Since 2014, the online food delivery business has expanded at a rate that’s three times that of dine-in traffic. The recent pandemic no doubt played a crucial role in increasing food delivery usage with perks including convenience, time savings, and limited contact. With the online food delivery market projected to become a $32 billion industry by 2024, many restaurants have turned to third-party delivery (TPD) services like Grubhub, DoorDash and Uber Eats to stake their claim of the pie. However, there is more to third-party delivery than one may expect. Here are some recommended TPD financial considerations to be made when taking the plunge.

Fees & Reconciliation Due Diligence
Price, fees and overcharge adjustments are a huge factor to consider when signing up with any TPD vendor. The per transaction fee can be as much as 10-30% depending on the location of your restaurant – the busier the area, the higher the fee. These fees can be compounded when orders are late, incorrect or never retrieved and the TPD vendor is required to issue a refund. Depending on the responsible party, fee adjustments must be made.

Visibility and control over delivery costs by type of service is critical to profitability. One way to streamline the process is through the use of software which allows you to access your TPD vendor reporting in real-time. POS integration is a great way to reduce the time spent tying up your TPD expenditures. Both allow for immediate matching of fees with orders. As always, don’t forget to make sure your restaurant’s financial information is entered and is correct to receive your portion of revenue.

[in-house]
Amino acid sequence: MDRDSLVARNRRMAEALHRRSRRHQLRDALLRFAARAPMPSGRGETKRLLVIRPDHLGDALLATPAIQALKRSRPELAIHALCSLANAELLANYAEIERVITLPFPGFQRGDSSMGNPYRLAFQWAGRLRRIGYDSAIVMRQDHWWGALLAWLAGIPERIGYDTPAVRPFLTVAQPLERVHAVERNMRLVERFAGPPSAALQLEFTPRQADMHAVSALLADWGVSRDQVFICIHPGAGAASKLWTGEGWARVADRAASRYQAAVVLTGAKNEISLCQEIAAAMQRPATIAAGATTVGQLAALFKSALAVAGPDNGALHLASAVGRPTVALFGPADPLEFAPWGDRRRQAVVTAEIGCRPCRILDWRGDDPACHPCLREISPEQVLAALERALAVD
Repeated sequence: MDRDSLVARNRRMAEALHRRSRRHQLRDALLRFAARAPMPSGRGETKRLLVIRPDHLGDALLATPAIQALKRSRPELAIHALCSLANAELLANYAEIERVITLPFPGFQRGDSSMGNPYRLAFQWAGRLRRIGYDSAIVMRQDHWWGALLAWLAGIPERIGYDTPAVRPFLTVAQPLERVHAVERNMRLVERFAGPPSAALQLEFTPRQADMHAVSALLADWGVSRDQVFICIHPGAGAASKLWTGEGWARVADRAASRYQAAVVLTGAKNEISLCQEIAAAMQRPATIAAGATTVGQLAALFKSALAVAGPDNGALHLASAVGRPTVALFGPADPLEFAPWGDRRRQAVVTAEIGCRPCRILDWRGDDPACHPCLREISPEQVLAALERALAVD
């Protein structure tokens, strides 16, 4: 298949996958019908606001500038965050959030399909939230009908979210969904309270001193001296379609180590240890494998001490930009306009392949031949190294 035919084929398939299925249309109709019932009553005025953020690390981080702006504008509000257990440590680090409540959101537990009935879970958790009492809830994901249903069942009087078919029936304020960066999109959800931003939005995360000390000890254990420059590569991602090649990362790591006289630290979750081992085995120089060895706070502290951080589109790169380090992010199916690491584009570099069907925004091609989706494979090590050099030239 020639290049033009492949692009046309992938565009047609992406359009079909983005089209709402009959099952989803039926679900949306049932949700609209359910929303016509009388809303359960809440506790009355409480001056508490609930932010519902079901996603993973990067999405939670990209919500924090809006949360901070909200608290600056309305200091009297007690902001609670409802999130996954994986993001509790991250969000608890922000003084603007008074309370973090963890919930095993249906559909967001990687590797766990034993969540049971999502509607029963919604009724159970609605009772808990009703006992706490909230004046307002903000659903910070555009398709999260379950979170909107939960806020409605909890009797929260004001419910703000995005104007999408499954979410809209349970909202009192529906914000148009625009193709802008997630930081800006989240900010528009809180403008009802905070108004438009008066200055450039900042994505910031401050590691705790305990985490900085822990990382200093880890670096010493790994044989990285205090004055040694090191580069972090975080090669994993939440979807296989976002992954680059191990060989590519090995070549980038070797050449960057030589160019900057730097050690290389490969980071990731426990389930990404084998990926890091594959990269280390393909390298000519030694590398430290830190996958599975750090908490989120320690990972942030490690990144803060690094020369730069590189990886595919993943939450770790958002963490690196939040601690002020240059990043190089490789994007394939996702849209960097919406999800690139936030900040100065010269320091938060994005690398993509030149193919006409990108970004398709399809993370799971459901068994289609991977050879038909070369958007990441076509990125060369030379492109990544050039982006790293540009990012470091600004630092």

Sales Tax Collection & Remittance
Sales tax collection has become a sticky subject for TPD vendors due to the introduction of marketplace facilitator laws thanks to Wayfair. Under marketplace facilitator laws, sales tax collection must be completed by a single entity rather than the individual sellers under said entity. This means in those states where marketplace facilitator laws are in place, TPD vendors may be considered a marketplace facilitator which would require them to collect and remit sales tax on behalf of their restaurant clients.
As an owner-operator, it is important to clearly understand the sales/use tax compliance terms outlined by your third-party delivery provider. Find out how they are handling marketplace facilitator laws, reporting such data, and in which states they are collection and remitting.

Some POS systems, like Toast, have direct integrations with TPD vendors to capture sales and distinguish between which taxes are being collected and remitted on a restaurant’s behalf and those which need to be included on the restaurant’s return.

These are just some of the financial & accounting considerations to be made when leveraging third-party delivery services. If you are struggling with tying out your TPD fees and commissions and would like to have an accounting team assist you, connect with our team. We can help – click the Connect With Us to learn more.

Connect With Us.
Nicole Menden, Director
Nicole.menden@wvco.com